Thursday, June 3, 2010

This is how we feed the world

The story I have been waiting to share. 

Over the Memorial Day weekend I had the opportunity to travel to Hobart, Oklahoma, and work with C.R. Freeman and Kirk Duff, the two men behind Premium Natural Beef. In coming posts I will talk more about PNB and their philosophies, but in the meantime I want to talk about grain, barley specifically, and how it goes from the field to your dinner plate.

And this is the quick and dirty of how it works.

This crop is called barley. Lots of it is grown in Canada. It is very similar nutritionally to corn.

This is a combine. It cuts the Barley. 

This is the view from the cab of the combine. The grain is shaken loose from rest of the plant. 

This is what Barley looks like. 

The grain is stored in a compartment in the combine, and once it becomes full the grain is moved in a grain truck.

The grain truck then moves it into a truck that can haul it to an elevator or where ever the farmer will be storing it. 

The rest of the plant is blown out the back of the combine.

Usually in rows like this, so the straw can be baled. 

Here is the baler. It will go over the tops of those rows, pick up the straw and make these...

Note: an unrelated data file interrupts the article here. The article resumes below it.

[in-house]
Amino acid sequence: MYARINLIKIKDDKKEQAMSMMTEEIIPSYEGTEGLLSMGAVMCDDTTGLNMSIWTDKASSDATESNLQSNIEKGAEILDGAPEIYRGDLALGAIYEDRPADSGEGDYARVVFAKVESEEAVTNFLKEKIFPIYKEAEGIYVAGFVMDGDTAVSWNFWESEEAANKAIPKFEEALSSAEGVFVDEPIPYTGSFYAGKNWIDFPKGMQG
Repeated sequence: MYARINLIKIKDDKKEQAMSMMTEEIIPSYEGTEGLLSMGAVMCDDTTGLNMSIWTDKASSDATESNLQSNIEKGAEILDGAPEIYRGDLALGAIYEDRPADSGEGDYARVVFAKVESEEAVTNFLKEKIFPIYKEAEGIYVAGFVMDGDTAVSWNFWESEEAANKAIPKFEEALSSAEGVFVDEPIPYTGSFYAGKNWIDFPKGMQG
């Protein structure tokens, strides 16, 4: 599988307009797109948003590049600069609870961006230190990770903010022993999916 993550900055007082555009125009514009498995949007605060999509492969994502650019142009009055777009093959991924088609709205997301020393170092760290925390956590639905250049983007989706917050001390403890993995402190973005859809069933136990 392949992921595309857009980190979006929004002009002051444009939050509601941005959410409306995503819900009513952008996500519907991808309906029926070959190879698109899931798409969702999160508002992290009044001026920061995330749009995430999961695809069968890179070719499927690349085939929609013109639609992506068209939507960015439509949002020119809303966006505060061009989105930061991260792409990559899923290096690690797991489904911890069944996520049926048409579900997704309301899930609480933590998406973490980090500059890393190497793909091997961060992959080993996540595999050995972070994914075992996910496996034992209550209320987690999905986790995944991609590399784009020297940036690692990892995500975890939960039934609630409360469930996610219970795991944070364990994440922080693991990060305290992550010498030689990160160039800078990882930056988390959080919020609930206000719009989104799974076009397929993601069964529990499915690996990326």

Big Square Bales. There are also little Square Bales and Round Bales.

That Barley and some of the straw is then fed to cattle. 

Usually steers or heifers in a feedlot. 

So we can produce these. 

That Barley plant at the beginning turns into a nutritional product that you and your family can consume. 


  1. AnonymousJune 03, 2010

    You have posted alot of great things on your blog but this one I would like to say is my favorite


  2. One of my favorite posts yet!

  3. Great blog and great pictures, Crystal!

  4. Thanks everyone for the comments! Maybe consumers that don't get a chance to live on a farm will have a better understanding of what we do if they see this.

  5. I will echo what everyone else has said--love this post! I still need a little help getting some things around on my blog when you have time to help! I know you are busy busy!

  6. Where on earth have I been? I've never ever seen a huge square bale. I bet they stack great.

    Your first shot (close-up) of the barley is just great, nice depth of field and the contrast really gives so much texture to the heads of barley. I also LOVE your second to last shot (the black cattle), the great point of interest with the one looking directly at you, and the light is just superb!

    AND... I also feed my chickens barley! ;)

    Great post!

  7. Jess glad I was able to show you something new. They are very handy for stacking! And thanks for the compliments on the photos.


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